Rock slide under the waves.
The bathymetric survey reveals a large scar on the side of the mid-Atlantic ridge at 26.5 [degrees] N latitude, about 3,000 meters below the surface of the ocean. The mountainside, apparently gave way and slid downhill at tremendous speed, running up and over a smaller ridge farther down the slope in a matter of minutes, suggests Brian E. Tucholke, who reports the finding in the February Geology. This is the first evidence of a rock slide ever found in the rift valley of the mid-ocean ridge.
The avalanche carried about 19 cubic kilometers of rock, Tucholke estimates. By comparison, less than 3 cubic kilometers of rock moved in the landslide that sparked the 1980 eruption of Mount St. Helens.
Tucholke says the mid-Atlantic slide must have occurred sometime in the last 450,000 years. If it happened quickly, the avalanche could have spawned a wave 700 meters high. But by the time the wave reached the North American or African coastline, it would have dwindled to less than a meter in height.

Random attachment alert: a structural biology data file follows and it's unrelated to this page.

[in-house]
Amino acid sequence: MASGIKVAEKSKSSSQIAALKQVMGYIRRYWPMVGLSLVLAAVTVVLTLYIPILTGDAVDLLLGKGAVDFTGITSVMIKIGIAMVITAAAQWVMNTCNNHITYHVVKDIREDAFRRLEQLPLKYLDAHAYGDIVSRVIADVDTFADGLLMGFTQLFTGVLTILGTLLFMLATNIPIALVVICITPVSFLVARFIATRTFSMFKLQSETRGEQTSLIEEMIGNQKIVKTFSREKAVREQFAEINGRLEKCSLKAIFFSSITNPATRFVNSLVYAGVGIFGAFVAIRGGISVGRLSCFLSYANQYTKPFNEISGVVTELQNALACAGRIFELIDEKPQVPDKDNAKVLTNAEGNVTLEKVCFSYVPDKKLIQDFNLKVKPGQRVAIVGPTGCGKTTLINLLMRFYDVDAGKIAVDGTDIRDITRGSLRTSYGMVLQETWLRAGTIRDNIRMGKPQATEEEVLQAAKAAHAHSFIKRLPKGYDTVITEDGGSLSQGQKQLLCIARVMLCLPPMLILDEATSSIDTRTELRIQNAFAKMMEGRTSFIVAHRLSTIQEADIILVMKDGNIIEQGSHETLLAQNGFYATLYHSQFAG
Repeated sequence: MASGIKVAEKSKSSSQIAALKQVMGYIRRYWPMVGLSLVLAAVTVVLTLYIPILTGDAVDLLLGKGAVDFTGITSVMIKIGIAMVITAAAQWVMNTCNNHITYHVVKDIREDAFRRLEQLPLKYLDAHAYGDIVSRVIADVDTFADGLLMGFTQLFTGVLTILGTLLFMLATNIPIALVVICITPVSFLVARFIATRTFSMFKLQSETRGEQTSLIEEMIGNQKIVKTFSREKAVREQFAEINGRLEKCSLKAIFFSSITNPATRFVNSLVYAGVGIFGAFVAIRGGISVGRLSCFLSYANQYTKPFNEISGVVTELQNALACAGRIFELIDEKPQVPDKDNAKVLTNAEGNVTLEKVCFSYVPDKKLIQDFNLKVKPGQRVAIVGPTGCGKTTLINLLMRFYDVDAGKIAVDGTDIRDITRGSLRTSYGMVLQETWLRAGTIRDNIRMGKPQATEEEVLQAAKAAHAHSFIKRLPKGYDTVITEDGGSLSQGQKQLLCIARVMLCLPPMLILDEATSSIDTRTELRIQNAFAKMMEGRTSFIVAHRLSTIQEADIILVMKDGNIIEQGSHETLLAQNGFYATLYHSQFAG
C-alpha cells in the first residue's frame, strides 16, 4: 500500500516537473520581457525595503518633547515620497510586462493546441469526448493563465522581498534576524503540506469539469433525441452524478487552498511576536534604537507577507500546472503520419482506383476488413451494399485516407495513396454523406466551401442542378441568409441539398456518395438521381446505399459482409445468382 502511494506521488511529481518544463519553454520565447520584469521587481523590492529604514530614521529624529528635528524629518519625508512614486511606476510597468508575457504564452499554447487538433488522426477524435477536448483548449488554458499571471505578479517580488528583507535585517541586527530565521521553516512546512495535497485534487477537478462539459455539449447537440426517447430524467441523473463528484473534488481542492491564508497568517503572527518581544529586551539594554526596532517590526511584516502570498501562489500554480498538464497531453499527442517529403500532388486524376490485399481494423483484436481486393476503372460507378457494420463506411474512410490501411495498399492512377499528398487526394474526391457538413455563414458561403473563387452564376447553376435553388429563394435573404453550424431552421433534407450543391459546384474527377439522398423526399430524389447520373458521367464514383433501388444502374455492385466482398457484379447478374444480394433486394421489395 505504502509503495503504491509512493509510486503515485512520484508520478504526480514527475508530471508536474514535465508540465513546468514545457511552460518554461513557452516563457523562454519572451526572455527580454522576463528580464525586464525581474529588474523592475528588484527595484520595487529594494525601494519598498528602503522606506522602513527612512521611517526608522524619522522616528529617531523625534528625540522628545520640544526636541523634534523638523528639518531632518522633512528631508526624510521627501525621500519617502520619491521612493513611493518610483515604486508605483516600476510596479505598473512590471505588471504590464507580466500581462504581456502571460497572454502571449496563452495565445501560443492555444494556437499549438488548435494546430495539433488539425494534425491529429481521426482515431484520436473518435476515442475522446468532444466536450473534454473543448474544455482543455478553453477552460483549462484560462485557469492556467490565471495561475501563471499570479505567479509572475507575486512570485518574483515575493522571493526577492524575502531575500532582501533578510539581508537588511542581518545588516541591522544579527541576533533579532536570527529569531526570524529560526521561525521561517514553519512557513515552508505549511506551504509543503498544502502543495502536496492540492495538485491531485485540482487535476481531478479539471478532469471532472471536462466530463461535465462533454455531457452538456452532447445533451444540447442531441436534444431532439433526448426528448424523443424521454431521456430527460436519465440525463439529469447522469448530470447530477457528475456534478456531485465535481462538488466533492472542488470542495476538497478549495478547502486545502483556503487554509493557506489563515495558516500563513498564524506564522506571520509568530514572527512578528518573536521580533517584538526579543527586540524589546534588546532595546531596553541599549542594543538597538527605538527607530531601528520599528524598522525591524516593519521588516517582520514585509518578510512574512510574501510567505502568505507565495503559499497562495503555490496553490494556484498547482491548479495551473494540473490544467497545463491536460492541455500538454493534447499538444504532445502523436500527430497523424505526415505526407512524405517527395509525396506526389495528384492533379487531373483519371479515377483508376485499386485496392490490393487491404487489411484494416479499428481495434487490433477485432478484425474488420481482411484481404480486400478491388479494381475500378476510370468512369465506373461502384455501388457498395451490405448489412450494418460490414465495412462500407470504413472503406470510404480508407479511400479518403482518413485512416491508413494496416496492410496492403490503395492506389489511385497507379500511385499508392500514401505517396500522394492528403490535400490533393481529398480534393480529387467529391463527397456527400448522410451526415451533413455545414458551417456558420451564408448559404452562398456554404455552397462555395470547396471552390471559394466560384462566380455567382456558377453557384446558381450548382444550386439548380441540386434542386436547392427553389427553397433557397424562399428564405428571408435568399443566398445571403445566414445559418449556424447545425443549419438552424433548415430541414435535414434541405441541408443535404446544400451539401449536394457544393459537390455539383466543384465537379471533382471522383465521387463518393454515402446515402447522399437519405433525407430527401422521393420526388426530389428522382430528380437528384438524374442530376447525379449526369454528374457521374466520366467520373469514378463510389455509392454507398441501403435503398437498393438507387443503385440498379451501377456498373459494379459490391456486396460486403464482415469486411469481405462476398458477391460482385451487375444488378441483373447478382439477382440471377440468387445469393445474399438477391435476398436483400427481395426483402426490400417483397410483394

In the past few years, oceanographers have found underwater rock slides far larger even than the example in the mid-Atlantic. An ancient slide discovered along the flank of a Hawaiian volcano measures approximately 5,000 cubic kilometers in size.
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|Title Annotation:||underwater avalanche in the Atlantic basin|
|Date:||Mar 14, 1992|
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